In our quest to
bring you exciting website content, several class members
have stepped forward to write a series of stories about historic
events in Randolph County. We hope you enjoy these pieces
and appreciate the effort of those who have diligently
researched the facts to bring you accurate and interesting
accounts of life in our community.
MURDER IN A SMALL TOWN
Fred A. Lawson
did anyone know that before the day ended on April 25, 1931, the
quiet little town of Winchester, Indiana and surrounding
communities would know excitement, fear and extreme sadness.
This is the story of the fateful meeting of Chief of Police Troy
“Zeke” Clevenger and criminals, Lawrence Schenk and Charles
Schenk, 31, a native of Dayton, Ohio, and veteran of WWI, began
his life of crime early. In 1928, he had been arrested for
stealing a metal cabinet. He escaped prison, stole a car, was
re-captured and eventually paroled after serving his time. He
immediately stole a car and was sent back to the prison at
Michigan City and was released early in 1930.
Hamilton, 33, was from Indianapolis, Indiana. Not much is
known about how he began his life of crime, but he was also
incarcerated in Michigan City for grand larceny where he became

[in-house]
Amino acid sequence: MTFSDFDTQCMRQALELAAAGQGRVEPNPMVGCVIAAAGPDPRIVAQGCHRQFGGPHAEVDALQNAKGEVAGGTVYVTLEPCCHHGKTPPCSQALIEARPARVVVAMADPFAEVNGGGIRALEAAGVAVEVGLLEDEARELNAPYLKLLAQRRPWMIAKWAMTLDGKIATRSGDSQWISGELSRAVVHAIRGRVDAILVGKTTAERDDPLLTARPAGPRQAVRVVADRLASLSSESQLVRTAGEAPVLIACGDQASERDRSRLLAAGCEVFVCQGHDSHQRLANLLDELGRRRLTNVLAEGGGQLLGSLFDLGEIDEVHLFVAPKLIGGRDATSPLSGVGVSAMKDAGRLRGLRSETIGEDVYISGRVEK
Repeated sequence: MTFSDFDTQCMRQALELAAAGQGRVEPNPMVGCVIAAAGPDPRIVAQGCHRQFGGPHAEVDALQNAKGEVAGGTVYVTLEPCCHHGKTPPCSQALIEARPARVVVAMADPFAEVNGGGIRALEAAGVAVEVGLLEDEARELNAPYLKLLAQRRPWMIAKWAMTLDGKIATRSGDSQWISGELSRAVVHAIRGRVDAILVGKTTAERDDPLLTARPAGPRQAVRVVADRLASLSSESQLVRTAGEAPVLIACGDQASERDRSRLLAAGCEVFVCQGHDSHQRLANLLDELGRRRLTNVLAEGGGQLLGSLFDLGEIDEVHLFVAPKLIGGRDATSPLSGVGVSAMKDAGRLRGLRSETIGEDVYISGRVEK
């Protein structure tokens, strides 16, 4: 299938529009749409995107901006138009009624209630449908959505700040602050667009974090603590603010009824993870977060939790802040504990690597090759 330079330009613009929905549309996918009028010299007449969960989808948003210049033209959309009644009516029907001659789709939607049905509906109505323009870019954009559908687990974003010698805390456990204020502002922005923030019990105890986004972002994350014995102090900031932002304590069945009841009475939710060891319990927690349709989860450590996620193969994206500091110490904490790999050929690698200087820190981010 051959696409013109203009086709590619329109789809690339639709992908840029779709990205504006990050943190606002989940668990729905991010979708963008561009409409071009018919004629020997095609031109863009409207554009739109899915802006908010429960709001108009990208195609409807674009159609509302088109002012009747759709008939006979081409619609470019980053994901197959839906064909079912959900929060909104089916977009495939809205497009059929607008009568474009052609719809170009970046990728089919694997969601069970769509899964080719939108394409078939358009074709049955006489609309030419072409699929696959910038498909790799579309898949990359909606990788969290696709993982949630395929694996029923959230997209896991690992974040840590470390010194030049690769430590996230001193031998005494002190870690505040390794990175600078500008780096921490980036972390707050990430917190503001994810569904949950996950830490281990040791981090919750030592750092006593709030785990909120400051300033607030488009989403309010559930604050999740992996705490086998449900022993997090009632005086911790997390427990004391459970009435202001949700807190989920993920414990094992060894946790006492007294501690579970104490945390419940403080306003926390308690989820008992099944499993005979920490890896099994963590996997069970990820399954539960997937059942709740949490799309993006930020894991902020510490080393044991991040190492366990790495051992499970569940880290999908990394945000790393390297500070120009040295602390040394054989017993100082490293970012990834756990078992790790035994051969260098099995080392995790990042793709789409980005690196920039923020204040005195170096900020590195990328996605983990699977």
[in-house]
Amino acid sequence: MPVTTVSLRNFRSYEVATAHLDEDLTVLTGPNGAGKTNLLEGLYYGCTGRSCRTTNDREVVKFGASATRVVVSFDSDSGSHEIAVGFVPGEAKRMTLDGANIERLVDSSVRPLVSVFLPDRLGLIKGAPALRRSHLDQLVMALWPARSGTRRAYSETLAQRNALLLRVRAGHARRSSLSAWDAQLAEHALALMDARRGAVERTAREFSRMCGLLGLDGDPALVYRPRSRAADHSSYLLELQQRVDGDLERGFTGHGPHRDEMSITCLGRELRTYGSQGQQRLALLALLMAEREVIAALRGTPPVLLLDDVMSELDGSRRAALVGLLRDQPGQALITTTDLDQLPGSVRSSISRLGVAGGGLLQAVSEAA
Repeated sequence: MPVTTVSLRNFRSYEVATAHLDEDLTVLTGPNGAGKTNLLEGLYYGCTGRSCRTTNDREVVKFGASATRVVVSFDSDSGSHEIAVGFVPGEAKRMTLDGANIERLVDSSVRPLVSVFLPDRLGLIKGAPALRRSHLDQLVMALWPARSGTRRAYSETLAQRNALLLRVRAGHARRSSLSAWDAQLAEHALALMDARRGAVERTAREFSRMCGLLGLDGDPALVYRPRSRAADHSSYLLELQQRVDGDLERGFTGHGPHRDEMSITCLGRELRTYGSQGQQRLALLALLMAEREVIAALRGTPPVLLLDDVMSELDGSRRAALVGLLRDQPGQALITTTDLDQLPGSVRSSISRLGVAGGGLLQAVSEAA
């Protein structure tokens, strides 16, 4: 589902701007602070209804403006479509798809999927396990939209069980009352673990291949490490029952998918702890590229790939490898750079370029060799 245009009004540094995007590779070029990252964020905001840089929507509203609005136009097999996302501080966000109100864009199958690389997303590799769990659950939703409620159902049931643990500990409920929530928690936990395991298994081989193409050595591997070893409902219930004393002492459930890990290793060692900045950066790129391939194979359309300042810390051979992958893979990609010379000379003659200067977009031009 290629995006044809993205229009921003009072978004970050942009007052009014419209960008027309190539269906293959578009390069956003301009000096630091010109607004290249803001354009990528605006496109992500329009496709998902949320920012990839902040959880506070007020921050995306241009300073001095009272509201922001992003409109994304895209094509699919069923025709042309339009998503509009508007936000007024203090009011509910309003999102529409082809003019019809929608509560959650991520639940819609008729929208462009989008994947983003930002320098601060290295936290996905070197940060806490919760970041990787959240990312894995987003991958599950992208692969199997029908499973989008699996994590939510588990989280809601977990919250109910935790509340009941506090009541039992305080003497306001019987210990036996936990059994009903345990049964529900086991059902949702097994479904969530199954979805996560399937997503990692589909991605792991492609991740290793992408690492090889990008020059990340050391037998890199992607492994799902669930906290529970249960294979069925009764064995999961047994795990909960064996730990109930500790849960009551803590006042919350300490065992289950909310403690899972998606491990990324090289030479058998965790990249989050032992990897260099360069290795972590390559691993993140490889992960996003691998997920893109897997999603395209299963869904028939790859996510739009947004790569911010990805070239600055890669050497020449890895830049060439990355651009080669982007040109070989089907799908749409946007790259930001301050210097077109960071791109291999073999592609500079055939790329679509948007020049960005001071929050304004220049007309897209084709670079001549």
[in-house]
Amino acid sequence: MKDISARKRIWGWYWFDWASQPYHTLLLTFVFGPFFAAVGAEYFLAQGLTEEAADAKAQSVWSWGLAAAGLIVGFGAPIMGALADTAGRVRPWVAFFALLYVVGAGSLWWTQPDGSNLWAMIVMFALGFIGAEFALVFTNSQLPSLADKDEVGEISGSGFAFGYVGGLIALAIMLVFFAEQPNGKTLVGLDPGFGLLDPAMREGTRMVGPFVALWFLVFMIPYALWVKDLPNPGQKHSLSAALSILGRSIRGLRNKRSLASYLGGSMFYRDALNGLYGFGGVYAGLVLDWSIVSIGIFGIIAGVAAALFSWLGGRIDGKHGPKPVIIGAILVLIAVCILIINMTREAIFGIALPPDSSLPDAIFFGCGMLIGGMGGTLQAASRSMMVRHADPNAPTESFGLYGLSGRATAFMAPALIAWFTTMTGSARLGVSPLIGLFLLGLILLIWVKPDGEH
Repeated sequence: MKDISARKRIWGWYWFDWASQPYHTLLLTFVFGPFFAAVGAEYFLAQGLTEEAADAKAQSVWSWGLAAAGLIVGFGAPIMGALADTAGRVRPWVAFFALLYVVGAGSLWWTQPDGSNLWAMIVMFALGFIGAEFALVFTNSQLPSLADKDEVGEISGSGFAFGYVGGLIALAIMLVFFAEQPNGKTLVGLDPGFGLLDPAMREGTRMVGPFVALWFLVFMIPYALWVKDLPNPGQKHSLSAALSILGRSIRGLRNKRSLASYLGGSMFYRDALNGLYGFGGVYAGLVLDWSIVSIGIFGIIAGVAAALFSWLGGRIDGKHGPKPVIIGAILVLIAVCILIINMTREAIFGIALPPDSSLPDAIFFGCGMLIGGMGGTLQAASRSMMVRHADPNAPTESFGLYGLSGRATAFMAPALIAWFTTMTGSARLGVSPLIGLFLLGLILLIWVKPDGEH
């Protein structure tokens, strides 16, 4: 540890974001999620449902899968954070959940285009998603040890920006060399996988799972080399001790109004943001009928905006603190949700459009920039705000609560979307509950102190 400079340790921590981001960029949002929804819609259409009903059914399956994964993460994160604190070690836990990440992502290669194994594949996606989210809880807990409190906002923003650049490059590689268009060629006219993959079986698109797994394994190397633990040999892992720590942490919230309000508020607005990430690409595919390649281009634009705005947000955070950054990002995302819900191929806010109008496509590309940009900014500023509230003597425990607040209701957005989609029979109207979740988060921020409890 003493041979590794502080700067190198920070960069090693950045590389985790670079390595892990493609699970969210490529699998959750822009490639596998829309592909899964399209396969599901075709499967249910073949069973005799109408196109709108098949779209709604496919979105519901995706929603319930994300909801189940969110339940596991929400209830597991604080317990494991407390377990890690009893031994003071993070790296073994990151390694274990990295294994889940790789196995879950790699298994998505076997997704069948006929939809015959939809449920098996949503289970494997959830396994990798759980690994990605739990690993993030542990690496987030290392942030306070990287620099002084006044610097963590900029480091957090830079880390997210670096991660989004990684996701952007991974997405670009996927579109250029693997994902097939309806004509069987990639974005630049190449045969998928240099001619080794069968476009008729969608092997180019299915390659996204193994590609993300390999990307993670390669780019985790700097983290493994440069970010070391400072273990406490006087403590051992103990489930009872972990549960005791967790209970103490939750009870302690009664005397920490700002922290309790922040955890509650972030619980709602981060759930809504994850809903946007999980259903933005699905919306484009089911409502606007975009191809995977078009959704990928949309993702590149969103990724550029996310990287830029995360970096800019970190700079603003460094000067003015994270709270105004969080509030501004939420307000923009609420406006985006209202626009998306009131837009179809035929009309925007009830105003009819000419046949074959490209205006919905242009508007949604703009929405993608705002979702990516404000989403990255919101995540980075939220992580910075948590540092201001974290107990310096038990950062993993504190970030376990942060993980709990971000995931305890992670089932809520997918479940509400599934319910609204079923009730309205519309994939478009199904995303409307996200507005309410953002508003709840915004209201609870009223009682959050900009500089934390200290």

acquainted with Schenk. He was paroled in March,
1931. At one point he was a professional boxer.
had also tried his hand at barbering, a trade he probably
learned in prison.
unknown how long Zeke had been Chief of Police of Winchester,
but at the young age of 29, he was on duty April 25, 1931. He
had just finished his evening meal about 7:15pm.
out of prison in Michigan City, Hamilton traveled to Dayton to
look up his old friend. They hung out together for about a
week, planned several robberies, but without a car, their
opportunities were limited. Eventually, they acquired guns,
stole a car and headed for Richmond. Near Eaton, Ohio, full of
whiskey, they wrecked the car. Amazingly, they were given a ride
back to Eaton where they stole a 1928 Willy’s Whippet Sedan.
Police were already on the lookout for the car as they planned
their next move.
in the Richmond area, they robbed Hartzler’s Grocery at
gunpoint. The “stick-up” produced the tidy sum of $30.00, but
their license number was noted and Richmond Police were alerted
that the car was headed north on Hwy 27. It was at this time
that Randolph County Sheriff, Lee Briner, was contacted.
police in Randolph County had no radios in 1931. The telephone
operator would take a message and then flip a switch that would
turn on a light on the top of the courthouse tower. When an
officer saw the light, he would call the operator and she would
relay the message. After finishing dinner, Zeke strolled to his
back porch and saw the light on the courthouse tower. He was
connected with Sheriff Briner and learned that the bandits were
headed toward Winchester on US 27.
those years, the police station was a small building on the
southeast corner of Washington Street and Main Street, which was
then US 27. Chief Clevenger donned his overcoat where he kept a
.38 cal automatic pistol, dropped his wife at the Randolph Hotel
on Franklin Street and took up his post at the police station.
after arriving, the Chief recognized a car matching the stolen
Whippet stop at the traffic light. He approached the car and
opened the passenger door. With one foot still on the running